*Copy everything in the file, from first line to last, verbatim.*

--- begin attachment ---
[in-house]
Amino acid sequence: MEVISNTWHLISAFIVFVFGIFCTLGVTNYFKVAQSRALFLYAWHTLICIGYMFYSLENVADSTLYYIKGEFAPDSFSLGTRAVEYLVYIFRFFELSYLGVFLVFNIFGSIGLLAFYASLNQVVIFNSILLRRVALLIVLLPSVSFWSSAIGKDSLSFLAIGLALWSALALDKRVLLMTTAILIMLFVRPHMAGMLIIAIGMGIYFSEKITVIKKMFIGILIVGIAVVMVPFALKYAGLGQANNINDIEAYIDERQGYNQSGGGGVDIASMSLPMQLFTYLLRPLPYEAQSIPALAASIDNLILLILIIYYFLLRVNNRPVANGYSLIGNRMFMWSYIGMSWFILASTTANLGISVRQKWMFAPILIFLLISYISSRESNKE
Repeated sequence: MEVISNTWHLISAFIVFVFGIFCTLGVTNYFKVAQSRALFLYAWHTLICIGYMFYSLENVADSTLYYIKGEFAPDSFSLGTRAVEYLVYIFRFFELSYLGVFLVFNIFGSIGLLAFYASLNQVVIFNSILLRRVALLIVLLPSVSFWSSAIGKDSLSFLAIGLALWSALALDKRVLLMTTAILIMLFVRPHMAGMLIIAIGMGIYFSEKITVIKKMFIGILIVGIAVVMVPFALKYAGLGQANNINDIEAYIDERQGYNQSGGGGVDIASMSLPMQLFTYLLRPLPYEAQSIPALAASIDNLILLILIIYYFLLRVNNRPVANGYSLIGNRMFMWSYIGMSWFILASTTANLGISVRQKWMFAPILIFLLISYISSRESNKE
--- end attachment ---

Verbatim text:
[in-house]
Amino acid sequence: MEVISNTWHLISAFIVFVFGIFCTLGVTNYFKVAQSRALFLYAWHTLICIGYMFYSLENVADSTLYYIKGEFAPDSFSLGTRAVEYLVYIFRFFELSYLGVFLVFNIFGSIGLLAFYASLNQVVIFNSILLRRVALLIVLLPSVSFWSSAIGKDSLSFLAIGLALWSALALDKRVLLMTTAILIMLFVRPHMAGMLIIAIGMGIYFSEKITVIKKMFIGILIVGIAVVMVPFALKYAGLGQANNINDIEAYIDERQGYNQSGGGGVDIASMSLPMQLFTYLLRPLPYEAQSIPALAASIDNLILLILIIYYFLLRVNNRPVANGYSLIGNRMFMWSYIGMSWFILASTTANLGISVRQKWMFAPILIFLLISYISSRESNKE
Repeated sequence: MEVISNTWHLISAFIVFVFGIFCTLGVTNYFKVAQSRALFLYAWHTLICIGYMFYSLENVADSTLYYIKGEFAPDSFSLGTRAVEYLVYIFRFFELSYLGVFLVFNIFGSIGLLAFYASLNQVVIFNSILLRRVALLIVLLPSVSFWSSAIGKDSLSFLAIGLALWSALALDKRVLLMTTAILIMLFVRPHMAGMLIIAIGMGIYFSEKITVIKKMFIGILIVGIAVVMVPFALKYAGLGQANNINDIEAYIDERQGYNQSGGGGVDIASMSLPMQLFTYLLRPLPYEAQSIPALAASIDNLILLILIIYYFLLRVNNRPVANGYSLIGNRMFMWSYIGMSWFILASTTANLGISVRQKWMFAPILIFLLISYISSRESNKE